However as the world emerged from the 2009 recession government revenue graph picked up to pre recession levels before going down again around 2016/17 owing to challenges in the diamond industry.
Due to a number of budget surpluses from 2012/13 financial year the Government Investment Account started expanding back to P30 billion levels before a series of budget deficits in the National Development Plan 11 pushed it back to decline a decline wave.
When the National Development Plan 11 commenced three (3) financial years ago, government announced that the first half of the NDP would run at budget deficits.
This as explained by Minister of Finance in 2017 would be occasioned by decline in diamond revenue mainly due to government forfeiting some of its dividend from Debswana to fund mine expansion projects.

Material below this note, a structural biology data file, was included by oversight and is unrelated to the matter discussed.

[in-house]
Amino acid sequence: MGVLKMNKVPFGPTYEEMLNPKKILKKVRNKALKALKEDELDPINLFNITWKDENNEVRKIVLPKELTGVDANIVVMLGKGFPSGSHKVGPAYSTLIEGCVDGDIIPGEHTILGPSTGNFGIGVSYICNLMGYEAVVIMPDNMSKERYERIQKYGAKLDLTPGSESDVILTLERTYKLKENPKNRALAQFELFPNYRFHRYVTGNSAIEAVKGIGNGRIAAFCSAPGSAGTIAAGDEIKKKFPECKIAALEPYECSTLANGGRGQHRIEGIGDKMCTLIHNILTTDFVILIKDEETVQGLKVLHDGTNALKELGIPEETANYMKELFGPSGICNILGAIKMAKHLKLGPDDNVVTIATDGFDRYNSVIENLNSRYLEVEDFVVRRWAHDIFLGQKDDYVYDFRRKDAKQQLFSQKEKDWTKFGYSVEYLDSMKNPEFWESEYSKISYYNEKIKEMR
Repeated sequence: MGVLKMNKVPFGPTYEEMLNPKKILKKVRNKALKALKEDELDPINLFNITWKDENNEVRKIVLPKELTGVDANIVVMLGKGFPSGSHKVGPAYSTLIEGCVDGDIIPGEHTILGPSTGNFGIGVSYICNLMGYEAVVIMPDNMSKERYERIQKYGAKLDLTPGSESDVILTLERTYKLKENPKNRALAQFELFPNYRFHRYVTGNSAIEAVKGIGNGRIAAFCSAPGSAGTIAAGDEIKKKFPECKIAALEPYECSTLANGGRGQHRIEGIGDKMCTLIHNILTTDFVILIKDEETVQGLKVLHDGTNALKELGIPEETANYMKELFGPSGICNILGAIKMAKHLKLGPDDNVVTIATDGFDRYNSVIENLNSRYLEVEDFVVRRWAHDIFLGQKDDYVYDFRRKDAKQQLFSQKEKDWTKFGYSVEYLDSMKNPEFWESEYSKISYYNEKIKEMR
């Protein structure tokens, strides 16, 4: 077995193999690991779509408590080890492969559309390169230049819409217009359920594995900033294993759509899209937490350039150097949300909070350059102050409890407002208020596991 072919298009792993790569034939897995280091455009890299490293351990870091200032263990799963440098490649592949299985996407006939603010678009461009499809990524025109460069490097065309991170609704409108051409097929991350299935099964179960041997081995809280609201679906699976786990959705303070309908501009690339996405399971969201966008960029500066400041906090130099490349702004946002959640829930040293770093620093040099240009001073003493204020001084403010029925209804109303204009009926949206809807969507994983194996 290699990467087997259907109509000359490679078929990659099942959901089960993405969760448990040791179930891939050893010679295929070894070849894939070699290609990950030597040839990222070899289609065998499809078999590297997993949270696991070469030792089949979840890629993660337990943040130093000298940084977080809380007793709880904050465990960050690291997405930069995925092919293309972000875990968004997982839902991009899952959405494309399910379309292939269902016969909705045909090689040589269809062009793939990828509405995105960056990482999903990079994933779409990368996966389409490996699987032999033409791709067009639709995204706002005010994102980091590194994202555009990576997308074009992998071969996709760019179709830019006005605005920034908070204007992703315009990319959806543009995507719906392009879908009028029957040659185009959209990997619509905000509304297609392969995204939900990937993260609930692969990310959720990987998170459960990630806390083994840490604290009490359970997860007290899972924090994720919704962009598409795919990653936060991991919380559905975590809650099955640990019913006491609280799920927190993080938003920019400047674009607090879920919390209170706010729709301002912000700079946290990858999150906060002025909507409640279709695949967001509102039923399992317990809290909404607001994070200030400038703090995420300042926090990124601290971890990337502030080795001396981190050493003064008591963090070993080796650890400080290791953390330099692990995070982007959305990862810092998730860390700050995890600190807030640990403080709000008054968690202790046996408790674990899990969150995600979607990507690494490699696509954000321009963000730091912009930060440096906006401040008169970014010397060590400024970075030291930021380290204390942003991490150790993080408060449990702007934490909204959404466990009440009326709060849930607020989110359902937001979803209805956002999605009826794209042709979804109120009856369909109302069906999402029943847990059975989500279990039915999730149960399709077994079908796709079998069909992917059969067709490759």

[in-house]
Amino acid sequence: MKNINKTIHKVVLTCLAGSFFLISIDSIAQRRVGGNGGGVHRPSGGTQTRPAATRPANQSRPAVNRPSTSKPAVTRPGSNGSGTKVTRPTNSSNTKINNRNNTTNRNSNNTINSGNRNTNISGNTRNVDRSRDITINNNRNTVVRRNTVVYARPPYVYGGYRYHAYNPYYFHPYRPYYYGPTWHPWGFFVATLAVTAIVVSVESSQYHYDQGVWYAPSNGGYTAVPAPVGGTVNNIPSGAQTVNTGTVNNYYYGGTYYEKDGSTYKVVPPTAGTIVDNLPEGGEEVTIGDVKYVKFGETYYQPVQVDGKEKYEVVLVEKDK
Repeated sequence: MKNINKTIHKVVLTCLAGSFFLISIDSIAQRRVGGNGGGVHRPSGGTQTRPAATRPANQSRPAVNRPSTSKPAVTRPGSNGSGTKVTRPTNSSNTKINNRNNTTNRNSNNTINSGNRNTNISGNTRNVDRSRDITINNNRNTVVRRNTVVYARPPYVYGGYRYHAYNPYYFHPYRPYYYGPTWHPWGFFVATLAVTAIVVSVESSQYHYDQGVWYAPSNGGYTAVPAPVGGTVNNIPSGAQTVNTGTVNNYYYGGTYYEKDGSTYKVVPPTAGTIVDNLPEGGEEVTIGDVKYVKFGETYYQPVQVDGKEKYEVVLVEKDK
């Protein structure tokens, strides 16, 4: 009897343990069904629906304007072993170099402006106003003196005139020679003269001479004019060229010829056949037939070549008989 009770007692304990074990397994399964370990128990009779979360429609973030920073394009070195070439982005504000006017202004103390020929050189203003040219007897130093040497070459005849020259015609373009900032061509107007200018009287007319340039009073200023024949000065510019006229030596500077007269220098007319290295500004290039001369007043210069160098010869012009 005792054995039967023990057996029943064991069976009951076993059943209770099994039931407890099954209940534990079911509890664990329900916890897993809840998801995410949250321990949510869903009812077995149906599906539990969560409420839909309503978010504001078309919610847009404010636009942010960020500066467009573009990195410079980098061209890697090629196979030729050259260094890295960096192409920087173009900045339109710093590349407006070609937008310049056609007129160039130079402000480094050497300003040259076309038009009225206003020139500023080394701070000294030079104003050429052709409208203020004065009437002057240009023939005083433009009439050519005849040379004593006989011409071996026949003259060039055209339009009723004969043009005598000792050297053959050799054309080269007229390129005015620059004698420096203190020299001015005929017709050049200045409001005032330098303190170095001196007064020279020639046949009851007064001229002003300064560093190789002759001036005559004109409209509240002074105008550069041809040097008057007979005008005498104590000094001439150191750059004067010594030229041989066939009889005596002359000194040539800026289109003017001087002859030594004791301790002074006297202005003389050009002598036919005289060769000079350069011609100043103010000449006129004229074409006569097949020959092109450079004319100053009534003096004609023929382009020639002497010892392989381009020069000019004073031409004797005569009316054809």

Cumulatively since 2017/18 to 2019/20 financial year the budget deficit totaled to over P16 billion, of which was financed by both external and domestic borrowing and drawing down from government cash balances. Drawing down from government cash balances meant significant withdrawals from the Government Investment Account.
The Government Investment Account (GIA) was established in accordance with Section 35 of the Bank of Botswana Act Cap. 55:01. The Account represents Government’s share of the Botswana‘s foreign exchange reserves, its investment and management strategies are aligned to the Bank of Botswana’s foreign exchange reserves management and investment guidelines.
Government Investment Account, comprises of Pula denominated deposits at the Bank of Botswana and held in the Pula Fund, which is the long-term investment tranche of the foreign exchange reserves.
In June 2017 while answering a question from Bogolo Kenewendo, the then Minister of Finance & Economic Development Kenneth Mathambo told parliament that as of June 30, 2017, the total assets in the Pula Fund was P56.818 billion, of which the balance in the GIA was P30.832 billion.